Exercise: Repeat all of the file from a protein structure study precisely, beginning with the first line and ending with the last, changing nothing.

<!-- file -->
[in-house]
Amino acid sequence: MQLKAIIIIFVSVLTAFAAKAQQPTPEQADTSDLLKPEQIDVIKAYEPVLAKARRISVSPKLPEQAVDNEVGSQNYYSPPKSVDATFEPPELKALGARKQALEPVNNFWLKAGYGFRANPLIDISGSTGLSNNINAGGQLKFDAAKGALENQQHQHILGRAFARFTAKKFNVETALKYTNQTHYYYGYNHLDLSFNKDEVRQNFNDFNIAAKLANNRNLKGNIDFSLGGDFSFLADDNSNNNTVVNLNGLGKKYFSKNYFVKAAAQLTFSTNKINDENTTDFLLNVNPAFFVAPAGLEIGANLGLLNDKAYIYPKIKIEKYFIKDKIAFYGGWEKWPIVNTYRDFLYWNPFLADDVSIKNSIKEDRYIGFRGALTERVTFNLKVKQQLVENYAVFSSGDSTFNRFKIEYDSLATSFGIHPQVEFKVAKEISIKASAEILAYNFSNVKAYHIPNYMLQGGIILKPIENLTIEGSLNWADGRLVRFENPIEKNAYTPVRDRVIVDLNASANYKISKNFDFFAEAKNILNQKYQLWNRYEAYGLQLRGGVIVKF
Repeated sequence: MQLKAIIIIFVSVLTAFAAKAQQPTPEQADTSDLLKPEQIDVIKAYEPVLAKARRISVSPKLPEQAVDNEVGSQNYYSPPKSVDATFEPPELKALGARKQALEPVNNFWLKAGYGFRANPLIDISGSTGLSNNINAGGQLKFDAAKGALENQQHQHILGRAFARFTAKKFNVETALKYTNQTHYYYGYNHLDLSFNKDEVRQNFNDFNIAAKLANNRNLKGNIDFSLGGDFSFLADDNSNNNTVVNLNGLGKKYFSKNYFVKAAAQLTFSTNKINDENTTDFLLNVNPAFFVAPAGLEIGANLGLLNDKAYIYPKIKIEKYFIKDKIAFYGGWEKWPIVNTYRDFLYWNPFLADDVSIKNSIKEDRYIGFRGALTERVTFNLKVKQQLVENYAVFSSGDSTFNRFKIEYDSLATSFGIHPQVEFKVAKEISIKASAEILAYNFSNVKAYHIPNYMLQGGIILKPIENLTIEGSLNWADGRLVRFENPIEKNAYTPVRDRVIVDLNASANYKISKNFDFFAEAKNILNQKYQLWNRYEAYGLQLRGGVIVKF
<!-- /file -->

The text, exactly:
[in-house]
Amino acid sequence: MQLKAIIIIFVSVLTAFAAKAQQPTPEQADTSDLLKPEQIDVIKAYEPVLAKARRISVSPKLPEQAVDNEVGSQNYYSPPKSVDATFEPPELKALGARKQALEPVNNFWLKAGYGFRANPLIDISGSTGLSNNINAGGQLKFDAAKGALENQQHQHILGRAFARFTAKKFNVETALKYTNQTHYYYGYNHLDLSFNKDEVRQNFNDFNIAAKLANNRNLKGNIDFSLGGDFSFLADDNSNNNTVVNLNGLGKKYFSKNYFVKAAAQLTFSTNKINDENTTDFLLNVNPAFFVAPAGLEIGANLGLLNDKAYIYPKIKIEKYFIKDKIAFYGGWEKWPIVNTYRDFLYWNPFLADDVSIKNSIKEDRYIGFRGALTERVTFNLKVKQQLVENYAVFSSGDSTFNRFKIEYDSLATSFGIHPQVEFKVAKEISIKASAEILAYNFSNVKAYHIPNYMLQGGIILKPIENLTIEGSLNWADGRLVRFENPIEKNAYTPVRDRVIVDLNASANYKISKNFDFFAEAKNILNQKYQLWNRYEAYGLQLRGGVIVKF
Repeated sequence: MQLKAIIIIFVSVLTAFAAKAQQPTPEQADTSDLLKPEQIDVIKAYEPVLAKARRISVSPKLPEQAVDNEVGSQNYYSPPKSVDATFEPPELKALGARKQALEPVNNFWLKAGYGFRANPLIDISGSTGLSNNINAGGQLKFDAAKGALENQQHQHILGRAFARFTAKKFNVETALKYTNQTHYYYGYNHLDLSFNKDEVRQNFNDFNIAAKLANNRNLKGNIDFSLGGDFSFLADDNSNNNTVVNLNGLGKKYFSKNYFVKAAAQLTFSTNKINDENTTDFLLNVNPAFFVAPAGLEIGANLGLLNDKAYIYPKIKIEKYFIKDKIAFYGGWEKWPIVNTYRDFLYWNPFLADDVSIKNSIKEDRYIGFRGALTERVTFNLKVKQQLVENYAVFSSGDSTFNRFKIEYDSLATSFGIHPQVEFKVAKEISIKASAEILAYNFSNVKAYHIPNYMLQGGIILKPIENLTIEGSLNWADGRLVRFENPIEKNAYTPVRDRVIVDLNASANYKISKNFDFFAEAKNILNQKYQLWNRYEAYGLQLRGGVIVKF